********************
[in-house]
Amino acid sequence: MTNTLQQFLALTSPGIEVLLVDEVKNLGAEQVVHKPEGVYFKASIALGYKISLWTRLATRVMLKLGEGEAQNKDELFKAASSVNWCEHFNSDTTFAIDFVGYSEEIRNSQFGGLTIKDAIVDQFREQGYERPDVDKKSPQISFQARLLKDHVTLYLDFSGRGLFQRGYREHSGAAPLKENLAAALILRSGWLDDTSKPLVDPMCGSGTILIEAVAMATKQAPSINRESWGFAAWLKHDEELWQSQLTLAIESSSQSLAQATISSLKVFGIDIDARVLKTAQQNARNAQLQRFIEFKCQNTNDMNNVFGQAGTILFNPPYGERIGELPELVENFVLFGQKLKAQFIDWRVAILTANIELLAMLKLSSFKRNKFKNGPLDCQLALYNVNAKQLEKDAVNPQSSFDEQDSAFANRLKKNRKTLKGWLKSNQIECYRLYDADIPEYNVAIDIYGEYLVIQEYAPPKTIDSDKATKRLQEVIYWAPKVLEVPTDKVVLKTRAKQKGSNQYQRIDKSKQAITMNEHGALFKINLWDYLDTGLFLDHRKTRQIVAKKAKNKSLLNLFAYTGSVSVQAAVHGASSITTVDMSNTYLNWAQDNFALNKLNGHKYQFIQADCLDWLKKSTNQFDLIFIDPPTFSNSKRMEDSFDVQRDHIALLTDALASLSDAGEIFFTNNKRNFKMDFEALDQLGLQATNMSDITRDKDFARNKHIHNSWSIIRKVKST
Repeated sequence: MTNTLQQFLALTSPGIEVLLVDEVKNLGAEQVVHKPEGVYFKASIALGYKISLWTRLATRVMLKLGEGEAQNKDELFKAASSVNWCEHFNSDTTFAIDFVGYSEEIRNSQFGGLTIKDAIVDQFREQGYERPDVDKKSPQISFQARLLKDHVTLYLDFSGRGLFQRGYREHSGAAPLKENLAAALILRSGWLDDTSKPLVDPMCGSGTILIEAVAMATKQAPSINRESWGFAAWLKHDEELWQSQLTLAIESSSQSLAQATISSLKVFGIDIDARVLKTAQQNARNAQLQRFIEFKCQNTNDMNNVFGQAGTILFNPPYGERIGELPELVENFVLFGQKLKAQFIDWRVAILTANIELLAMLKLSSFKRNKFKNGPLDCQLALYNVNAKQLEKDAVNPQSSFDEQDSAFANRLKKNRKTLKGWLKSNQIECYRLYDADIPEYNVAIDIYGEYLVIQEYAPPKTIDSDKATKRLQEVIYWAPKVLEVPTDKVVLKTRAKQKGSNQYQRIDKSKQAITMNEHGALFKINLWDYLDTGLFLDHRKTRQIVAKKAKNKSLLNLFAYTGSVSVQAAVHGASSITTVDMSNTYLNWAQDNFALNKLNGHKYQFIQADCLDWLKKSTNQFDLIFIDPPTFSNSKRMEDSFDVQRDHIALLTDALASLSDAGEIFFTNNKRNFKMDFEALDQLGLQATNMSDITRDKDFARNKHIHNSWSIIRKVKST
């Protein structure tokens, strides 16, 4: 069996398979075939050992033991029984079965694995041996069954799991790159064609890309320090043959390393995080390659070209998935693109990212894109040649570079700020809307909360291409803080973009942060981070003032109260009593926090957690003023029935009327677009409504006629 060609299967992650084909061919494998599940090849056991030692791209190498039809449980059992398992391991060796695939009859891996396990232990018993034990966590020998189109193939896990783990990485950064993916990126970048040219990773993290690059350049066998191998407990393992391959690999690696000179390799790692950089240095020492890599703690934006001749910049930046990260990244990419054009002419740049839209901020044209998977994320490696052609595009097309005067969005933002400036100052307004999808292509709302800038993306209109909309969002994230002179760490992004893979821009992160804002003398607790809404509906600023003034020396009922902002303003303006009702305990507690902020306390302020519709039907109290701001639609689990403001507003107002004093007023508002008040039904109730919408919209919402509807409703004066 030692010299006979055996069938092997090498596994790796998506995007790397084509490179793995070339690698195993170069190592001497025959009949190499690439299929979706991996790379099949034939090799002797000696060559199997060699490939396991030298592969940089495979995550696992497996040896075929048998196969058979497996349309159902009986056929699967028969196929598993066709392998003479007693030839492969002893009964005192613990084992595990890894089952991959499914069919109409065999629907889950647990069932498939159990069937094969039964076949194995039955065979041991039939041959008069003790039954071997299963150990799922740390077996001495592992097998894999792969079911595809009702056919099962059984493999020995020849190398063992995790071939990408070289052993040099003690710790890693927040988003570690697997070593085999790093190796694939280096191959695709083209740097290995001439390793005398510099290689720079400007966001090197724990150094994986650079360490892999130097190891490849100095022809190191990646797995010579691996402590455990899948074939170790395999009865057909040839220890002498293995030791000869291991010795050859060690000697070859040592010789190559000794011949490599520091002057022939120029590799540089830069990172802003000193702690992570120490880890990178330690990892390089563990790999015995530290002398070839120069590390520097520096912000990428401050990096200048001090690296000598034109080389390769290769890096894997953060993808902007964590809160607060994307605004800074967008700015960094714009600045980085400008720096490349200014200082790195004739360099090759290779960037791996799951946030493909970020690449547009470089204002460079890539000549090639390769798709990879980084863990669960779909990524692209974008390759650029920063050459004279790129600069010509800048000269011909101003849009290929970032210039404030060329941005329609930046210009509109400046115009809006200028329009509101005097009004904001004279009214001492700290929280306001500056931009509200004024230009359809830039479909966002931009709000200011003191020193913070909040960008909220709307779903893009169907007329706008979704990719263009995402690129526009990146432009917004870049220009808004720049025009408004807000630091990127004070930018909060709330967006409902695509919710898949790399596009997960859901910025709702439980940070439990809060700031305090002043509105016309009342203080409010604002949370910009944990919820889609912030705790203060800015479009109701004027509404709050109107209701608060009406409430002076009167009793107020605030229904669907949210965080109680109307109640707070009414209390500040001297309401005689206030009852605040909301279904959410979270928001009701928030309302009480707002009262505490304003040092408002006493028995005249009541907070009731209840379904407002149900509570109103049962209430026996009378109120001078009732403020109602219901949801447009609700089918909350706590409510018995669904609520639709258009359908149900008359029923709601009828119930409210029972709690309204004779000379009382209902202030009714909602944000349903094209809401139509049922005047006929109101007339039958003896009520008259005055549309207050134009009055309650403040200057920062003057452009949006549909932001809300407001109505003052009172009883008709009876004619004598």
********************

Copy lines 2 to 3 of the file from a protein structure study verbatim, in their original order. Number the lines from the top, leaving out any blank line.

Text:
Amino acid sequence: MTNTLQQFLALTSPGIEVLLVDEVKNLGAEQVVHKPEGVYFKASIALGYKISLWTRLATRVMLKLGEGEAQNKDELFKAASSVNWCEHFNSDTTFAIDFVGYSEEIRNSQFGGLTIKDAIVDQFREQGYERPDVDKKSPQISFQARLLKDHVTLYLDFSGRGLFQRGYREHSGAAPLKENLAAALILRSGWLDDTSKPLVDPMCGSGTILIEAVAMATKQAPSINRESWGFAAWLKHDEELWQSQLTLAIESSSQSLAQATISSLKVFGIDIDARVLKTAQQNARNAQLQRFIEFKCQNTNDMNNVFGQAGTILFNPPYGERIGELPELVENFVLFGQKLKAQFIDWRVAILTANIELLAMLKLSSFKRNKFKNGPLDCQLALYNVNAKQLEKDAVNPQSSFDEQDSAFANRLKKNRKTLKGWLKSNQIECYRLYDADIPEYNVAIDIYGEYLVIQEYAPPKTIDSDKATKRLQEVIYWAPKVLEVPTDKVVLKTRAKQKGSNQYQRIDKSKQAITMNEHGALFKINLWDYLDTGLFLDHRKTRQIVAKKAKNKSLLNLFAYTGSVSVQAAVHGASSITTVDMSNTYLNWAQDNFALNKLNGHKYQFIQADCLDWLKKSTNQFDLIFIDPPTFSNSKRMEDSFDVQRDHIALLTDALASLSDAGEIFFTNNKRNFKMDFEALDQLGLQATNMSDITRDKDFARNKHIHNSWSIIRKVKST
Repeated sequence: MTNTLQQFLALTSPGIEVLLVDEVKNLGAEQVVHKPEGVYFKASIALGYKISLWTRLATRVMLKLGEGEAQNKDELFKAASSVNWCEHFNSDTTFAIDFVGYSEEIRNSQFGGLTIKDAIVDQFREQGYERPDVDKKSPQISFQARLLKDHVTLYLDFSGRGLFQRGYREHSGAAPLKENLAAALILRSGWLDDTSKPLVDPMCGSGTILIEAVAMATKQAPSINRESWGFAAWLKHDEELWQSQLTLAIESSSQSLAQATISSLKVFGIDIDARVLKTAQQNARNAQLQRFIEFKCQNTNDMNNVFGQAGTILFNPPYGERIGELPELVENFVLFGQKLKAQFIDWRVAILTANIELLAMLKLSSFKRNKFKNGPLDCQLALYNVNAKQLEKDAVNPQSSFDEQDSAFANRLKKNRKTLKGWLKSNQIECYRLYDADIPEYNVAIDIYGEYLVIQEYAPPKTIDSDKATKRLQEVIYWAPKVLEVPTDKVVLKTRAKQKGSNQYQRIDKSKQAITMNEHGALFKINLWDYLDTGLFLDHRKTRQIVAKKAKNKSLLNLFAYTGSVSVQAAVHGASSITTVDMSNTYLNWAQDNFALNKLNGHKYQFIQADCLDWLKKSTNQFDLIFIDPPTFSNSKRMEDSFDVQRDHIALLTDALASLSDAGEIFFTNNKRNFKMDFEALDQLGLQATNMSDITRDKDFARNKHIHNSWSIIRKVKST